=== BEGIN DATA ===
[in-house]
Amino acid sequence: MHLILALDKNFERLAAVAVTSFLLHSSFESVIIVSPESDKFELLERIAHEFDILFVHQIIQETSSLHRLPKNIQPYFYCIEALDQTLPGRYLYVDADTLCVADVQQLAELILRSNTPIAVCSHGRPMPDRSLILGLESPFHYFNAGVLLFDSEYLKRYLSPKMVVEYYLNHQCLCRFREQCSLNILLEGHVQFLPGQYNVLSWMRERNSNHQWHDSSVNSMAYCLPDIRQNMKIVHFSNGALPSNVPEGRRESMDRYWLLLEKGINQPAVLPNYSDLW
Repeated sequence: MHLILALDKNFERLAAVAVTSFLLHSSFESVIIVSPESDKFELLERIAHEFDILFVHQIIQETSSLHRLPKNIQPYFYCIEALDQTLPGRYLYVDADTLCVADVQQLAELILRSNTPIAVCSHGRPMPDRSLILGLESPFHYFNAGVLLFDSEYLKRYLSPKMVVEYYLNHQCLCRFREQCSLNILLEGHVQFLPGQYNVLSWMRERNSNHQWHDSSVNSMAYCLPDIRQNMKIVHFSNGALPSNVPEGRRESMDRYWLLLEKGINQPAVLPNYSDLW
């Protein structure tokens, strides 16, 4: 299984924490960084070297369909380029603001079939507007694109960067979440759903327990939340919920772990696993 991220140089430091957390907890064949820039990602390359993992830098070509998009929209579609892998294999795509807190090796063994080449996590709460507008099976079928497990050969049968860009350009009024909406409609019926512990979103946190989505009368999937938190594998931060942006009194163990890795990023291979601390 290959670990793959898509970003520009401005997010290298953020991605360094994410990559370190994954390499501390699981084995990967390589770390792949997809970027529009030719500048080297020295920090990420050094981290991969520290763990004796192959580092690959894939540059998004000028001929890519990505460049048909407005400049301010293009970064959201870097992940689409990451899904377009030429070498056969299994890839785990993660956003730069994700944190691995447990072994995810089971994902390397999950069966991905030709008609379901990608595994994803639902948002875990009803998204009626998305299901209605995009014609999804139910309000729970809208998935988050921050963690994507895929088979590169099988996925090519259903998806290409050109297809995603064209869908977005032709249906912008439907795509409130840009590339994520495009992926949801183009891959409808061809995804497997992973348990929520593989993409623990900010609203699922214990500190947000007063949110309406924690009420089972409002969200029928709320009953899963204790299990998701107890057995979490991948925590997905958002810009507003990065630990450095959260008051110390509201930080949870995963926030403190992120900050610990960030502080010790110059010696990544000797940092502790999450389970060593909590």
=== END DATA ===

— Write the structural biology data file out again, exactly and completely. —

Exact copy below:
[in-house]
Amino acid sequence: MHLILALDKNFERLAAVAVTSFLLHSSFESVIIVSPESDKFELLERIAHEFDILFVHQIIQETSSLHRLPKNIQPYFYCIEALDQTLPGRYLYVDADTLCVADVQQLAELILRSNTPIAVCSHGRPMPDRSLILGLESPFHYFNAGVLLFDSEYLKRYLSPKMVVEYYLNHQCLCRFREQCSLNILLEGHVQFLPGQYNVLSWMRERNSNHQWHDSSVNSMAYCLPDIRQNMKIVHFSNGALPSNVPEGRRESMDRYWLLLEKGINQPAVLPNYSDLW
Repeated sequence: MHLILALDKNFERLAAVAVTSFLLHSSFESVIIVSPESDKFELLERIAHEFDILFVHQIIQETSSLHRLPKNIQPYFYCIEALDQTLPGRYLYVDADTLCVADVQQLAELILRSNTPIAVCSHGRPMPDRSLILGLESPFHYFNAGVLLFDSEYLKRYLSPKMVVEYYLNHQCLCRFREQCSLNILLEGHVQFLPGQYNVLSWMRERNSNHQWHDSSVNSMAYCLPDIRQNMKIVHFSNGALPSNVPEGRRESMDRYWLLLEKGINQPAVLPNYSDLW
């Protein structure tokens, strides 16, 4: 299984924490960084070297369909380029603001079939507007694109960067979440759903327990939340919920772990696993 991220140089430091957390907890064949820039990602390359993992830098070509998009929209579609892998294999795509807190090796063994080449996590709460507008099976079928497990050969049968860009350009009024909406409609019926512990979103946190989505009368999937938190594998931060942006009194163990890795990023291979601390 290959670990793959898509970003520009401005997010290298953020991605360094994410990559370190994954390499501390699981084995990967390589770390792949997809970027529009030719500048080297020295920090990420050094981290991969520290763990004796192959580092690959894939540059998004000028001929890519990505460049048909407005400049301010293009970064959201870097992940689409990451899904377009030429070498056969299994890839785990993660956003730069994700944190691995447990072994995810089971994902390397999950069966991905030709008609379901990608595994994803639902948002875990009803998204009626998305299901209605995009014609999804139910309000729970809208998935988050921050963690994507895929088979590169099988996925090519259903998806290409050109297809995603064209869908977005032709249906912008439907795509409130840009590339994520495009992926949801183009891959409808061809995804497997992973348990929520593989993409623990900010609203699922214990500190947000007063949110309406924690009420089972409002969200029928709320009953899963204790299990998701107890057995979490991948925590997905958002810009507003990065630990450095959260008051110390509201930080949870995963926030403190992120900050610990960030502080010790110059010696990544000797940092502790999450389970060593909590």